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ECU student Lindsey Dawson presents information on sports safety to Farmville Middle School students during a sports injury prevention clinic April 16. (Photos by Cliff Hollis)


MENTAL CONDITIONING
ECU students teach middle schoolers about sports safety

April 22, 2014

By Amy Adams Ellis
ECU News Services


Students at Farmville Middle School were treated to ounce upon ounce of prevention in their own gymnasium on April 16, when they participated in a sports safety clinic sponsored by the Eastern Carolina Injury Prevention Program, a joint effort between East Carolina University and Vidant Health.

ECU students led the sixth-graders through interactive discussions and hands-on demonstrations about concussion prevention, training and conditioning, hydration strategies, sports nutrition and preventing heat illness.

“Kids are getting stronger and faster much earlier,” said Morgan O’Neal, health and physical education teacher at the school. “We hate to see them get hurt at such a young age.” His students are used to seeing famous athletes in uniform during games, Morgan said, but they aren’t aware of the 5 a.m. workouts that help condition these athletes to compete safely.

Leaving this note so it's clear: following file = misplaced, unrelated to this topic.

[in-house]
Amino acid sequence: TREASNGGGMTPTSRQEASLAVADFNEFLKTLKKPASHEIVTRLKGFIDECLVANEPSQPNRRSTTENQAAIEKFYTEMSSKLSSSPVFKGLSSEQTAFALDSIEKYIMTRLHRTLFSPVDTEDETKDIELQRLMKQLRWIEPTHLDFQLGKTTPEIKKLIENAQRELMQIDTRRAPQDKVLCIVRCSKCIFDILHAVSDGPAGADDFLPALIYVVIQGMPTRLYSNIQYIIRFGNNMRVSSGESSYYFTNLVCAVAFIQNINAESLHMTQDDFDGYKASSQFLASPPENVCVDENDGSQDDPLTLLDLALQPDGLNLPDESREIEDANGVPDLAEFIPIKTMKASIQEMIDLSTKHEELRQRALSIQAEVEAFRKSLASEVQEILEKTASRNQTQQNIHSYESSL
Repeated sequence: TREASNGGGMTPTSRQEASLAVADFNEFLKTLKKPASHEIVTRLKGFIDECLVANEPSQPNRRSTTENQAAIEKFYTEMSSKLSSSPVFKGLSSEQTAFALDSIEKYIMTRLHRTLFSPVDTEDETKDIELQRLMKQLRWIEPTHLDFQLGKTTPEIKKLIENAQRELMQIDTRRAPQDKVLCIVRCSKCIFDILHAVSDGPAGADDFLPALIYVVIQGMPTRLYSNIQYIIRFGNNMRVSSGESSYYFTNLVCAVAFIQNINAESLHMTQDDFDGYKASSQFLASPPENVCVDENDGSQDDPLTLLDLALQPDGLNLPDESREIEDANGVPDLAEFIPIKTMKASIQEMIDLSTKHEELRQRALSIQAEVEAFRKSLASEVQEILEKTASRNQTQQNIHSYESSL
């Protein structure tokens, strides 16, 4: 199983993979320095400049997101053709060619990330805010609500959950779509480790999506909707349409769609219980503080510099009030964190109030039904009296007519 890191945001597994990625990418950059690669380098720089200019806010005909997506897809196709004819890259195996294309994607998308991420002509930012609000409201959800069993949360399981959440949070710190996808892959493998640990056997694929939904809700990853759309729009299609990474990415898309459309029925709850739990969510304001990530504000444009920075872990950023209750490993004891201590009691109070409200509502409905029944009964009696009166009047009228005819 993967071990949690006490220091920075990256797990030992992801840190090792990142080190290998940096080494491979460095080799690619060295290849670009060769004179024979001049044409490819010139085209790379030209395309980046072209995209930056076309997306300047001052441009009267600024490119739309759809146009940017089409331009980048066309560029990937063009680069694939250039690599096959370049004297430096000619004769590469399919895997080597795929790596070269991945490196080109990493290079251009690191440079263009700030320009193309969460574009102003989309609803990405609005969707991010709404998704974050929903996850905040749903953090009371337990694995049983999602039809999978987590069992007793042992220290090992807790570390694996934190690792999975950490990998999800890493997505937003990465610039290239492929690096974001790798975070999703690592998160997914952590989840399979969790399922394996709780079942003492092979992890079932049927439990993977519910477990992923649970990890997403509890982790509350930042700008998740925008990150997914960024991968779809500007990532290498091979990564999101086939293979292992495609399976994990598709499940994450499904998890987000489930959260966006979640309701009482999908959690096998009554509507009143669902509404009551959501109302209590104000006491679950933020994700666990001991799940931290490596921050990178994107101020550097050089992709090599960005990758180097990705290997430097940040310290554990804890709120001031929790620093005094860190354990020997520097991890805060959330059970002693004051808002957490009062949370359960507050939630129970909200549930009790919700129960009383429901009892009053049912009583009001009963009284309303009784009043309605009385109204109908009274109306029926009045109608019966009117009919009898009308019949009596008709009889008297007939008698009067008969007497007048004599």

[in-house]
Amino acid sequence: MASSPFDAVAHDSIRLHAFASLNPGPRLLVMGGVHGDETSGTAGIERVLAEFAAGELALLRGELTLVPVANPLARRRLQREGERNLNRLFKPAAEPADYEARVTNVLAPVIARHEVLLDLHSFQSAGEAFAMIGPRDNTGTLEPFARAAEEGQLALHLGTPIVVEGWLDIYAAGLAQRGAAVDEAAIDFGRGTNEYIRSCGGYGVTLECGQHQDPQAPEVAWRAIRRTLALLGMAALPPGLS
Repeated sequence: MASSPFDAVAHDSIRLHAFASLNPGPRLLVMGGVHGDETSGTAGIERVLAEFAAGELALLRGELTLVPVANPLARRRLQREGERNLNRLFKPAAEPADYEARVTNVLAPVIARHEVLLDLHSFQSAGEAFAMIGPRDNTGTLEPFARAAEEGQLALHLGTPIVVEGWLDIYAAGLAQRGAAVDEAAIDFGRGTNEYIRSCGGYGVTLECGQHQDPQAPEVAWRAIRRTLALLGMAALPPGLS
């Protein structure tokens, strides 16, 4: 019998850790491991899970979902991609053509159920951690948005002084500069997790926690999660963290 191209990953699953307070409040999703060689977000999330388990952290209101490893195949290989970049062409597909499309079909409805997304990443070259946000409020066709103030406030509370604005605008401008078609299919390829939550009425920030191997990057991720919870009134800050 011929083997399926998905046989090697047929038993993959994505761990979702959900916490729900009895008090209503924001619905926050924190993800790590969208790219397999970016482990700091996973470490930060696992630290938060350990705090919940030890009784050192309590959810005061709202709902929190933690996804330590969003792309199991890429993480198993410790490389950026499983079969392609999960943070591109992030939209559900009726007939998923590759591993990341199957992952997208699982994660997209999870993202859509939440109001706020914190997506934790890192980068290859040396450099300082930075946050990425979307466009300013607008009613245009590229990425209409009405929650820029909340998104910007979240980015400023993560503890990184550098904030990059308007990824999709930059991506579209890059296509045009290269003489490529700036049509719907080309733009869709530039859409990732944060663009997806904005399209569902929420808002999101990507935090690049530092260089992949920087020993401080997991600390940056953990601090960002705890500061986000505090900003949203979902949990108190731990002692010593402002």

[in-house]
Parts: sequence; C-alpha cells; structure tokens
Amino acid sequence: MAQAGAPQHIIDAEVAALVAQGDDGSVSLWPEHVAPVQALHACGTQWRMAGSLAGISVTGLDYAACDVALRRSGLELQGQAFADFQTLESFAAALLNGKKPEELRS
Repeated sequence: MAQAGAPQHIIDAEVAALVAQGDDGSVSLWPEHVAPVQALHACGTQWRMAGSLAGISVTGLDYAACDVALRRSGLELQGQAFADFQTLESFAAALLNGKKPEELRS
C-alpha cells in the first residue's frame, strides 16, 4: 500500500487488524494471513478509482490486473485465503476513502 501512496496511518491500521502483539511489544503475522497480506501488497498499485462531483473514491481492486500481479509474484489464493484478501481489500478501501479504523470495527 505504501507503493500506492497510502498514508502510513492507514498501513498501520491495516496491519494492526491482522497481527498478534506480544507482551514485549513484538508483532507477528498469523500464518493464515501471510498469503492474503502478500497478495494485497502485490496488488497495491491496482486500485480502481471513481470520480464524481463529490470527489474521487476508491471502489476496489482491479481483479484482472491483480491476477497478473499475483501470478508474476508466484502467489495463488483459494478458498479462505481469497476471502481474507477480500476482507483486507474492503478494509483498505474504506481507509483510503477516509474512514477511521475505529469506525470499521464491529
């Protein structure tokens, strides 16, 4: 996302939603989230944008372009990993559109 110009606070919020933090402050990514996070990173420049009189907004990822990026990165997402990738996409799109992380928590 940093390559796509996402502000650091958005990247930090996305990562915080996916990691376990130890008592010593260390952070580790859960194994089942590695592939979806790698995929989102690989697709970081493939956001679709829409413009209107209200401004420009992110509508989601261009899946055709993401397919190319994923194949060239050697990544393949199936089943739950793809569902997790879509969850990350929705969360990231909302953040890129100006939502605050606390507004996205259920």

Lindsey Dawson, a graduate student in ECU’s College of Education and athletic trainer for South Central High School in Winterville, said she was aiming not only to educate participants about injury prevention, but also to increase their awareness of the role athletic trainers play – before they reach high school and require their services.

“It’s important for them to become aware early on that things like hydration and stretching are important in preventing injuries,” she said. And sixth-graders are very receptive to this information, she said.

“When I quiz them at the end, they know all the answers,” she laughed.

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ECU basketball player Janesha Ebron responds to the students' questions about sports injury prevention.

Following Dawson’s presentation, Niajah Barnes, who’s considered going out for the school’s basketball team next year, said she plans to “exercise, stay healthy, drink lots of water, and do stretching,” so she won’t be as likely to hurt herself.

“Game Changers,” a report released in 2013 by Safe Kids Worldwide, examined data from the U.S. Consumer Product Safety Commission’s National Electronic Injury Surveillance System (NEISS) to explore what types of injuries are sidelining young athletes. According to the report, approximately 1.35 million children are seen in emergency departments each year for sports-related injuries. For more on this report and Safe Kids Worldwide, visit www.safekids.org.    
    

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Farmville middle schooler Niajah Barnes volunteers for a demonstration during the Sports Injury Prevention Clinic.